I’ve never been one for ladies lunches, coffee clotches or gossiping. That being said, I do love it when I’m chatting with a mom-friend and we accidentally validate eachother. One of us will say, I do that too! and then we both feel better.
Each week, at Madeleine’s dance class, I sit with a mom-friend (let’s call her Evelyn) and we talk and laugh about the adventures and/or challenges we had the previous week. Finally, I can safely say that there’s at least one other person on the planet that has thoughts, worries and neuroses identical to mine. Hurray!
This week, Evelyn and I chatted about her youngest daughter’s recent habit of waking up in the middle of the night. The worst part is that she doesn’t want to go back to sleep until the sun is beginning to rise.
“I was stupid enough to believe that the nights were mine again, that I could sleep through the night. I don’t even know what the problem is. She’s just wide awake,” Evelyn said. “I’m not gonna make it,” she said with her head in her hands, but still managing to smile.
We tossed ideas around. Was it night-terrors? Cutting another tooth, maybe?
Her daughter was sitting on the floor, listening to tap shoes tapping away behind the door of the studio, munching contentedly on cookies – no evidence that she had been up half the night.
Evelyn sipped Coke through a straw, “I’m addicted to soda. And I hide it from my husband so he doesn’t know that I’m having a bad day. Isn’t that ridiculous? And this straw is broken. Can I tell you how frustrating that is?”
“Do you worry about playdates?” I asked. “How can I let Luke go to someone’s house if I don’t know the parents? It seems completely crazy to me that parents allow that.”
“I don’t do playdates,” she said. “I don’t tell the kids, either, so it hasn’t become an issue. But their playdates usually happen because I’m friends with the other kid’s mom. And I don’t do sleepovers. They have a bed. In our house.”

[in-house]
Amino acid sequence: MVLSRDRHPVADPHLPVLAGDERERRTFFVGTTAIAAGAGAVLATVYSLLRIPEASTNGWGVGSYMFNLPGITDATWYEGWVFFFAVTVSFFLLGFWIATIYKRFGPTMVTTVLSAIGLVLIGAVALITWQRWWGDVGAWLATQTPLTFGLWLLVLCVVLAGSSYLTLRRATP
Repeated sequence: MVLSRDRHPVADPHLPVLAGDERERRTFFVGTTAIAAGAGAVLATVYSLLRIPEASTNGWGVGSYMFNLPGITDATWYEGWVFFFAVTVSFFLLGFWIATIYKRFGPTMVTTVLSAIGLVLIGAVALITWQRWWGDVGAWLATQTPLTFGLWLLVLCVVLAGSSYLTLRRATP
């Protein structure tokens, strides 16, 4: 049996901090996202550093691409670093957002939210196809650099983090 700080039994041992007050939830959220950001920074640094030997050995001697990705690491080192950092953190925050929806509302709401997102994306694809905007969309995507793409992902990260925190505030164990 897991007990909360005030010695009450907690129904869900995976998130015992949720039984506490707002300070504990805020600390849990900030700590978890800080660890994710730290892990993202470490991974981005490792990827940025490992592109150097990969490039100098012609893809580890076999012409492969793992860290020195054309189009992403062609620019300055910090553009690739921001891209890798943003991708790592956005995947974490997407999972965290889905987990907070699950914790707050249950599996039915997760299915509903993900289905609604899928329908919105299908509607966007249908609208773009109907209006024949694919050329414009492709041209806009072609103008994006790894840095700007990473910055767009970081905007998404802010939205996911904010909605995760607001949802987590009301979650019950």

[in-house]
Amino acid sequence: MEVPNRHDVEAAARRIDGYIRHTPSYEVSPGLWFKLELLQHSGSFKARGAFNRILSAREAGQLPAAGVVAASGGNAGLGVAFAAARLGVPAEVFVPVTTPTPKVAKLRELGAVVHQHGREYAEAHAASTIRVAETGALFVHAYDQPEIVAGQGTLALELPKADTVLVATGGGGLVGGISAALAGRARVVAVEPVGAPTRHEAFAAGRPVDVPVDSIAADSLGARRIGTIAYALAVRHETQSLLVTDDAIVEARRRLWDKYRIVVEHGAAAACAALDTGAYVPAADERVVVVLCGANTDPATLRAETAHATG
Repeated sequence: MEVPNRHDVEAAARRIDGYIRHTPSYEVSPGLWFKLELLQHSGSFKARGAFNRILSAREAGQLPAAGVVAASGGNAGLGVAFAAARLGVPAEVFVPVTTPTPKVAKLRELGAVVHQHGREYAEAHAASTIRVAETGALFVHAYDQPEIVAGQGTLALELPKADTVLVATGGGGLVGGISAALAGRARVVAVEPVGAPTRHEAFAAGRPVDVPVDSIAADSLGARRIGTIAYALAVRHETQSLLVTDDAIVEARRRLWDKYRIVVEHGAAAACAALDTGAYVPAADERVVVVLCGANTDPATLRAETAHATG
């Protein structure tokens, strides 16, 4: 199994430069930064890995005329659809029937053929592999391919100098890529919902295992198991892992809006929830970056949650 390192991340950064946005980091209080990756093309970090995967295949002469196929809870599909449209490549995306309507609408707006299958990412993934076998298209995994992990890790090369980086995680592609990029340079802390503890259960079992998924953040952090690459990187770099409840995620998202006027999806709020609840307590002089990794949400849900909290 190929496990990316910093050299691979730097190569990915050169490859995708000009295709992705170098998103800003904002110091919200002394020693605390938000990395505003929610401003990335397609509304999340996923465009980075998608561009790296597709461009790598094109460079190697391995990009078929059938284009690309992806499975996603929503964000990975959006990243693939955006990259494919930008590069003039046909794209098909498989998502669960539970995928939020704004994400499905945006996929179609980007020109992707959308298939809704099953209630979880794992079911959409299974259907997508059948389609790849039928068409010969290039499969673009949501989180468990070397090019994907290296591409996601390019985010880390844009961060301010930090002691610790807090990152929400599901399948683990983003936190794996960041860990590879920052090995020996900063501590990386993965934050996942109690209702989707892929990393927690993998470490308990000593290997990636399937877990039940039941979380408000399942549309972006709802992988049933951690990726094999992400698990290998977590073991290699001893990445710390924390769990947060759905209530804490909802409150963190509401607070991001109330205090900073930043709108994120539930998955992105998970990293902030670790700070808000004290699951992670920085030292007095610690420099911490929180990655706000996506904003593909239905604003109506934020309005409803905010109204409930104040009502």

I was enjoying Evelyn’s unapologetic matter-of-factness. Sometimes as a mother it’s easy to forget, under the scrutiny of your friends and family, that you don’t have to explain yourself for the decisions you make for your children.
“Yeah, I always thought that was weird, to send your kid over to someone’s house. A stranger’s house. How would I know if you have a big, ferocious dog or a gun in the house? These are all questions I have to ask.”
The dance instructor changed the music and now a Disney Princess CD was playing songs from The Little Mermaid.
“I always feel like if the house is a mess when my husband comes home, then I’ve failed for the day. Like he’ll look around and think What exactly did you accomplish today?” I said.
Evelyn nodded, “If the day didn’t start out great and the beds never got made, I’ll go upstairs and make the beds at 5:30pm. Making the beds sets the tone for the day. For being organized.”
“And if the dining room table has papers and mail and unfolded laundry on it, the entire house feels messy. But if that one surface is clear, then I perceive the house as more organized. That sounds crazy, I know.”
“My husband says that because I use a cookie cutter for the kids’ sandwiches that I’m wasting ‘product’. And that I should cut out the bread first and then put the filling so I don’t waste bread and filling.”
All I could do was laugh.
“Really. Why doesn’t he just make their lunches?” she said.
The instructor opened the door of the studio and eight little ballerinas fluttered out to collect their well-earned lollipop at the end of class.
Back at home, I took Madeleine out of the car and watched her, in her lavender tutu and cableknit legwarmers, prancing about on the grass with her purple fairy wand and muttering “Dum-dee-dum-dum” in that sweet whisper that only little children possess. I was reminded of how much joy there is in being a mother, being her mother – whether or not my house is pristine, and whether or not I lose sleep over who my kids can have playdates with.
She is just perfect. I must be doing something right.